Why Businesses Fail

Why Do So Many New Businesses Fail?

These are excerpts from a conversation I had in a LinkedIn Group in answer to the question above. There were many other cogent and helpful comments ahead of mine in the conversation, so I added 6 additional reasons businesses fail into the conversation. I will eventually have to write separate blogs on each of the six but for now here is a condensed and edited version of the six reasons I added to the conversation. As usual, names are deleted or changed.

SWOT analysis diagram in English language. Fra...

SWOT analysis diagram in English language. Français : Matrice SWOT en anglais. (Photo credit: Wikipedia)

All of the earlier comments in the conversation are relevant and well thought out.  So, why do small businesses fail?

#1. Lack of Research.

You have to do a thorough SWOT analysis of every aspect of your business, your competitor’s business, who your ideal customers is, what rules & regulations are involved, what your costs are (fixed & variable), what’s your niche & what makes you different from the others.

#2. Lack of Planning.

As a previous person intimated. “Fail to plan & you plan to fail”. Most small businesses don’t plan, they just DO. The fatality rate is so high because of things like the Pizza ovens. (Pizza Ovens? A different previous person commented on a business that failed  because they were unaware of regulations regarding installation of Pizza Ovens)  People just start businesses but they don’t know what they don’t know and as a result things pop up and bite them in the nether regions.

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#3. Lack of Funding.

Far too many new businesses don’t grasp the concept that establishing their business will take time. They may do cash flow projections but tend to overestimate their earnings while underestimating their costs. It may be 18 months before their income exceeds their outgo, so where is the money coming from to withstand that drain? As yet another different person in group pointed out, they need a thorough cost analysis. Set competitive yet profitable prices.

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#4. Lack of Marketing.

“I have built a better mousetrap so the world will beat a path to my door. My business will grow by word of mouth” No it wont. People can’t beat a path to your door if they don’t know where your door is or that you have a better mouse trap. The Marketing Plan part of your Business Plan is a separate plan all of its own. How are you going to reach your ideal customer? Have you even defined who that ideal customer is? (No, “Everybody” is not a valid answer.) How much are you going to spend on advertising? Where? When? How often? How will you TRACK the results?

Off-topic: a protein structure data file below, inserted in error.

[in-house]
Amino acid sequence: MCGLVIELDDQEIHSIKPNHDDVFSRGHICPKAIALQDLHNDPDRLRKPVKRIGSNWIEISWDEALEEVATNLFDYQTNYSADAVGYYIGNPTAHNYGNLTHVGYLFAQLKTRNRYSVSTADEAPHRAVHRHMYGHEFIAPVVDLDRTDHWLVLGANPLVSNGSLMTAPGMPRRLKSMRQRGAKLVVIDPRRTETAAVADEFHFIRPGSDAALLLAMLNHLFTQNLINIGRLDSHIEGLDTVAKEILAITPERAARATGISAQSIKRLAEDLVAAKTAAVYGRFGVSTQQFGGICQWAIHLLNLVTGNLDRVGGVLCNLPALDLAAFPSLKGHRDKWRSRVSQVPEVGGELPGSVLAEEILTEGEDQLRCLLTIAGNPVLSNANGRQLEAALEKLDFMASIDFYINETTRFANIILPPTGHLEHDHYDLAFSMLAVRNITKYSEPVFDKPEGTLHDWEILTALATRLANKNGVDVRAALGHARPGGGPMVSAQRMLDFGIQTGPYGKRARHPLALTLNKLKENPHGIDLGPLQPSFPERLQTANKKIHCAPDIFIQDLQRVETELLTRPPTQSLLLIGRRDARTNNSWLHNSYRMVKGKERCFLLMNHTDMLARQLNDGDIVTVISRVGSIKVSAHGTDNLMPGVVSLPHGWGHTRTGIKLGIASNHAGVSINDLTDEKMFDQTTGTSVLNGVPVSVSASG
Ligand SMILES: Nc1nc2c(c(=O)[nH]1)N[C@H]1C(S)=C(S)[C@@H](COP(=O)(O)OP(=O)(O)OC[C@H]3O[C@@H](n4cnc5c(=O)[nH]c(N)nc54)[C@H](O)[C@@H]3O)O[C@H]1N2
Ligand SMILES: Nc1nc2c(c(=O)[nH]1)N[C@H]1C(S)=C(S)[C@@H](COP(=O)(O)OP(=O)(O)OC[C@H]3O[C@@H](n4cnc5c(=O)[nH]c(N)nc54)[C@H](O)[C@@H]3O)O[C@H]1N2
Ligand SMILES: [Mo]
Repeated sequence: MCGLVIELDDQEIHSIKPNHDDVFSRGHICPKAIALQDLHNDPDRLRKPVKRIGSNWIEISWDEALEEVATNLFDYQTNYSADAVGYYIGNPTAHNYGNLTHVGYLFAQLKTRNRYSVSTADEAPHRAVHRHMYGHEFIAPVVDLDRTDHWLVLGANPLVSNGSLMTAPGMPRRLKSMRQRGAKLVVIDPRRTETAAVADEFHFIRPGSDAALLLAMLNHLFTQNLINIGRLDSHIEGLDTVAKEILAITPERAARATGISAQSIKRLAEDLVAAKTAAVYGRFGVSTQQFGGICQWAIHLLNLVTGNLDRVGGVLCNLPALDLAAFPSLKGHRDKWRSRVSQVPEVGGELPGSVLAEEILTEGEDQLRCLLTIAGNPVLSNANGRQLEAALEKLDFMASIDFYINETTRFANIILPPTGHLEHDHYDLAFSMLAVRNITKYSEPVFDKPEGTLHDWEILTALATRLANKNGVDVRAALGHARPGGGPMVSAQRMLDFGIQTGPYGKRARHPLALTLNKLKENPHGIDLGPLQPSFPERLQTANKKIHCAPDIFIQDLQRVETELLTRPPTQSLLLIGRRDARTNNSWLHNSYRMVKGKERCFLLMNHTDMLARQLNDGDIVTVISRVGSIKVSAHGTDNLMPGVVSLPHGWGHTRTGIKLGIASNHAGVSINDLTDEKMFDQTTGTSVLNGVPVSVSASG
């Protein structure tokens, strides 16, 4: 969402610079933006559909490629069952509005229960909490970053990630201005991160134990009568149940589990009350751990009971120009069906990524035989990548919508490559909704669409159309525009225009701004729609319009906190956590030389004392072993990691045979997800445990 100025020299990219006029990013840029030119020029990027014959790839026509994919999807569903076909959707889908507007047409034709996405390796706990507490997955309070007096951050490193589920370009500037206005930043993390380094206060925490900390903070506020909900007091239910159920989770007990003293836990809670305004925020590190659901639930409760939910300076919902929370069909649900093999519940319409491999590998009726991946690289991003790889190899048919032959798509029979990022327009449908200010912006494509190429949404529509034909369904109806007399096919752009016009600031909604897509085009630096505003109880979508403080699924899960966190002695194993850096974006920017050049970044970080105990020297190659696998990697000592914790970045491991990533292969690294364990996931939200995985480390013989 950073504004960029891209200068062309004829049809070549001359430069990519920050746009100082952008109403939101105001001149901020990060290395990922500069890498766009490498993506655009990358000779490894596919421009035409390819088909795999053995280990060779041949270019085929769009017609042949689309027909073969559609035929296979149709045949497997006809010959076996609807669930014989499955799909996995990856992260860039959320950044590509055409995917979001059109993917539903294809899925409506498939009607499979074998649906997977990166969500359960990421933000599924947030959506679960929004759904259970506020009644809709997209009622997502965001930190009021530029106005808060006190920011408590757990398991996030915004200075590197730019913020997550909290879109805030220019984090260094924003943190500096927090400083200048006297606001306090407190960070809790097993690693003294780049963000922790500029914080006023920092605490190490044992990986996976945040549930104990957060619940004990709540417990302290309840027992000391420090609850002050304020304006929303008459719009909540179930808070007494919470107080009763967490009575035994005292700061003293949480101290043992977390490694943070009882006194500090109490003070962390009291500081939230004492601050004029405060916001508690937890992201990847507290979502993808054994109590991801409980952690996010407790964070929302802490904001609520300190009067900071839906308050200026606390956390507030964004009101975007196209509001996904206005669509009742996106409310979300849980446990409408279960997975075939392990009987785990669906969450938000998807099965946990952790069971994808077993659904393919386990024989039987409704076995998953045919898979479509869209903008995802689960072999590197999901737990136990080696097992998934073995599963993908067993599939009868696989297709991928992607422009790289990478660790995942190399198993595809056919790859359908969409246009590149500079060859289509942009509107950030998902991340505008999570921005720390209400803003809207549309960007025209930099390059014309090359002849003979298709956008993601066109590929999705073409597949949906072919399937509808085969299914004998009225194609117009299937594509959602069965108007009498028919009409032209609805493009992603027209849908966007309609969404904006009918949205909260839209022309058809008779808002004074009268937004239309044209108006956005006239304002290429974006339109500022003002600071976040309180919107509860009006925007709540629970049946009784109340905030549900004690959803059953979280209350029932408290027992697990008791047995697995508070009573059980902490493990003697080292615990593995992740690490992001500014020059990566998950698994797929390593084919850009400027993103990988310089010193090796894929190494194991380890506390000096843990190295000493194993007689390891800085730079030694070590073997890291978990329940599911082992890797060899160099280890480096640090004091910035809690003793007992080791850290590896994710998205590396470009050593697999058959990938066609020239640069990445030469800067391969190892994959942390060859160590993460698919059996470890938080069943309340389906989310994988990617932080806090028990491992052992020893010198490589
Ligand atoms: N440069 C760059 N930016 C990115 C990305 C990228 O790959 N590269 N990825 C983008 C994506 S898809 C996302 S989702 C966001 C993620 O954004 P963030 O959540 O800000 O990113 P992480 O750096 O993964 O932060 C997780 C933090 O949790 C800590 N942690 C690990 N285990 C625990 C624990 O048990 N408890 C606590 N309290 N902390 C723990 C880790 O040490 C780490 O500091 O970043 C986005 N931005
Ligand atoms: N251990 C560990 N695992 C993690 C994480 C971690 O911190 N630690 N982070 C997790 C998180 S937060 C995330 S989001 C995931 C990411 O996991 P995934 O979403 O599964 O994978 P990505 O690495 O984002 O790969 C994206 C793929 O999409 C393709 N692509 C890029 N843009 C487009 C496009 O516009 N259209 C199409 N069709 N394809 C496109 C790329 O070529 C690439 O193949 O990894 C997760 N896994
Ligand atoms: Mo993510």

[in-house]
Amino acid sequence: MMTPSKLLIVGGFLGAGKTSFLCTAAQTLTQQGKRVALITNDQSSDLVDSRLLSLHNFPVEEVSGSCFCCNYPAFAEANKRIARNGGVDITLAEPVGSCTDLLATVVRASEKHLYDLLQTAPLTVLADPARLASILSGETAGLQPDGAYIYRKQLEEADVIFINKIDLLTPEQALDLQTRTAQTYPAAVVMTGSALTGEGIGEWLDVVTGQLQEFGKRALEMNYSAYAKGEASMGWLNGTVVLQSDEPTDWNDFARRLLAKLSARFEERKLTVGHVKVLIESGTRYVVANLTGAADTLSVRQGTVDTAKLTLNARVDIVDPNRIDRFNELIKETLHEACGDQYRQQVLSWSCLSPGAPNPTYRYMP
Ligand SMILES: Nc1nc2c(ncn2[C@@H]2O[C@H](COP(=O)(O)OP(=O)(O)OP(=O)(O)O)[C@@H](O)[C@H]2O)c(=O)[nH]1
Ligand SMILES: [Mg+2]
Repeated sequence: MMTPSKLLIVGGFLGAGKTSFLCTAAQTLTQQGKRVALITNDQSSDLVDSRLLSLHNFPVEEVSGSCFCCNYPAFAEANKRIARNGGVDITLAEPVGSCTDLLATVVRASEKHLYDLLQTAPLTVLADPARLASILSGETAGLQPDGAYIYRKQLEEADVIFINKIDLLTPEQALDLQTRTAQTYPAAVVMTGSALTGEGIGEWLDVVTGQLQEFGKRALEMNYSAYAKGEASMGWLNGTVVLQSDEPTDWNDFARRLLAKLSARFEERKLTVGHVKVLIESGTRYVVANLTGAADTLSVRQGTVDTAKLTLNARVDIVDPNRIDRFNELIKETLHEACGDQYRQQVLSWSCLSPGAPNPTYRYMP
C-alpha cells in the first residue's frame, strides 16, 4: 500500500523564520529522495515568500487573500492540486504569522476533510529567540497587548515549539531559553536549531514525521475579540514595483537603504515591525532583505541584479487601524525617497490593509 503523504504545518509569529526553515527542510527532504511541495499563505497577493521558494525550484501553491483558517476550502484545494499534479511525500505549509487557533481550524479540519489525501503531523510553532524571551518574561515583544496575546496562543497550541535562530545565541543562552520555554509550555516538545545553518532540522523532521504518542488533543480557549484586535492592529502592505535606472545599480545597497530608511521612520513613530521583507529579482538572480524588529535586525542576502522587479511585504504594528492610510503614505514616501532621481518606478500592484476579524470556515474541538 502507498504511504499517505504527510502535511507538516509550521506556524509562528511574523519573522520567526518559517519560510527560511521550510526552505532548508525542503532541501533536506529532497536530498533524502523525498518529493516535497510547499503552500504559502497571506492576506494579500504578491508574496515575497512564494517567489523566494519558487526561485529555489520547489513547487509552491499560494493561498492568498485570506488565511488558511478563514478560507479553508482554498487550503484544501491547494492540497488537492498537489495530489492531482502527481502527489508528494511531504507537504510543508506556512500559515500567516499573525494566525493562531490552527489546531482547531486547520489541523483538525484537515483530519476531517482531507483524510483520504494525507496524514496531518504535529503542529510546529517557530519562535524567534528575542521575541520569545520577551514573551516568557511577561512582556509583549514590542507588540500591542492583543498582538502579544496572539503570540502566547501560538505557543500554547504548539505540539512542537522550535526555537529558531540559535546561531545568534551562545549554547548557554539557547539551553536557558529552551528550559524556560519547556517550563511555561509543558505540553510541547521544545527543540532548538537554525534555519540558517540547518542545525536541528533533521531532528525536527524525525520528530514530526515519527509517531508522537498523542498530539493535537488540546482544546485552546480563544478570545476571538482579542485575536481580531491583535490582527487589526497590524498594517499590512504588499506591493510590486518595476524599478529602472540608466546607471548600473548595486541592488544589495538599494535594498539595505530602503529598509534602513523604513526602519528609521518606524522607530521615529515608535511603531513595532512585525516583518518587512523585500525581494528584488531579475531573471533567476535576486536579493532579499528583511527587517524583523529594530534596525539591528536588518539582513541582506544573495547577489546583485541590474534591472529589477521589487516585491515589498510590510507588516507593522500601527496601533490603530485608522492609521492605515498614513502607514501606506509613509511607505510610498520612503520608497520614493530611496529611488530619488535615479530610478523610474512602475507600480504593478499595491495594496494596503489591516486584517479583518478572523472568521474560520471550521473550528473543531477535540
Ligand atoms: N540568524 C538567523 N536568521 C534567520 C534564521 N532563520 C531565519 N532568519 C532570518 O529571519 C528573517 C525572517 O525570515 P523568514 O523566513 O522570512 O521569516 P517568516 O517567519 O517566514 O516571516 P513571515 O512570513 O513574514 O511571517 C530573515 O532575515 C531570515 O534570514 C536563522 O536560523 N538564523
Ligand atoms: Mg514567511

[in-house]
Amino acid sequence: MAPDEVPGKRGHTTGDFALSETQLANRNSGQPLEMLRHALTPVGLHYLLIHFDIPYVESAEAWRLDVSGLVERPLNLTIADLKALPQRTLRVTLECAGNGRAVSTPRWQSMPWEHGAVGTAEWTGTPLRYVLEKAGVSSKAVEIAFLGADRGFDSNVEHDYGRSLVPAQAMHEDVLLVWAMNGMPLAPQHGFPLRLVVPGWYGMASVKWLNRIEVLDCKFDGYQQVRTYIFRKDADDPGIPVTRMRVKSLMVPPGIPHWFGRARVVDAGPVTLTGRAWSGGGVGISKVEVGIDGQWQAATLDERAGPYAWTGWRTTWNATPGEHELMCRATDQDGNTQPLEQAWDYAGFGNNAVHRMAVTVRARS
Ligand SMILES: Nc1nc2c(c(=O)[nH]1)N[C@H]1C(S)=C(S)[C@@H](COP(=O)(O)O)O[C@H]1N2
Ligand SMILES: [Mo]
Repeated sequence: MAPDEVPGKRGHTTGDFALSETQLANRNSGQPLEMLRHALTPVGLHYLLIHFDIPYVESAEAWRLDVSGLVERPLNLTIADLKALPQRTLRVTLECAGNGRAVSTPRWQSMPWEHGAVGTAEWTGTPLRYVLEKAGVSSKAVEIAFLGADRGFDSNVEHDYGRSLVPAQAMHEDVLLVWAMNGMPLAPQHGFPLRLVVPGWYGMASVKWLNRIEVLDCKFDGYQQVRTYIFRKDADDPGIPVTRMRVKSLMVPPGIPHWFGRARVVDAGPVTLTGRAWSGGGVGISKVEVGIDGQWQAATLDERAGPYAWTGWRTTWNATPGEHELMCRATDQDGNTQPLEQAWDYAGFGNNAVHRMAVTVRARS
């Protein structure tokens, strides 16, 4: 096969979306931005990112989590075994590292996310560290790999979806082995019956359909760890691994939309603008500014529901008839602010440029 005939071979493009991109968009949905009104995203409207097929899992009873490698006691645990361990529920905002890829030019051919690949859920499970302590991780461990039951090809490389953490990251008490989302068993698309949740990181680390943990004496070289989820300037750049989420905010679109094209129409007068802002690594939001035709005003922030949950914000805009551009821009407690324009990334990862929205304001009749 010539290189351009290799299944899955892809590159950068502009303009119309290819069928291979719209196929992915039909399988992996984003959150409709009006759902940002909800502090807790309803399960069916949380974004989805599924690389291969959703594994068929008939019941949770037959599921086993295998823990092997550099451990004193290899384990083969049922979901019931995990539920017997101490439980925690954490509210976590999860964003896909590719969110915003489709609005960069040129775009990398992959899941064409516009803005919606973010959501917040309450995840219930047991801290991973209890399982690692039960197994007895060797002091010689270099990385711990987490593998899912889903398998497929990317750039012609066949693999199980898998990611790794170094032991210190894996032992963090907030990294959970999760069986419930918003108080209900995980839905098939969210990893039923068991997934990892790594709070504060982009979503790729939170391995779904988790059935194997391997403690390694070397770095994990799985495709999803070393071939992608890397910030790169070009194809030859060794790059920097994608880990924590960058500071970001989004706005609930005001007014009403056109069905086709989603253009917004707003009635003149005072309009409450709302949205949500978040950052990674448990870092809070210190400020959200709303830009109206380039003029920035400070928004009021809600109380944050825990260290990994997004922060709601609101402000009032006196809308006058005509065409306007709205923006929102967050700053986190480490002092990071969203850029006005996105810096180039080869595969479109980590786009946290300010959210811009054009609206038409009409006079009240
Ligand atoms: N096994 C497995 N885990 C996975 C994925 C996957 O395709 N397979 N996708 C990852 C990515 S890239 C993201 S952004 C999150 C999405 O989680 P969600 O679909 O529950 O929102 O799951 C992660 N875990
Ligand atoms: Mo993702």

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#5. Lack of Networking.

Whether it is good old-fashioned handshakes and conversations in Chamber of Commerce meetings or it is a Social Media Marketing Plan, owners need to be out there promoting their business and getting their message out.

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#6. Lack of Training.

Entrepreneurs should try to find part-time work in the field they are planning to open their business in so they can learn more about it. They should have advisory boards to bounce their ideas off before they implement them. They should take the courses of certification that are required for the industry they are entering. I have seen hundreds of entrepreneurs who dreamed of opening their own restaurant yet they have never worked in the Hospitality Industry  in any capacity, let alone managed a restaurant. Unsurprisingly, many of them fail.

As I look back at what I have just written I see it is woefully inadequate. I see about 10 blogs I am going to have to write. Feel free to post in comments which sections you would like to see me expand first in a future blog (No guarantees, here).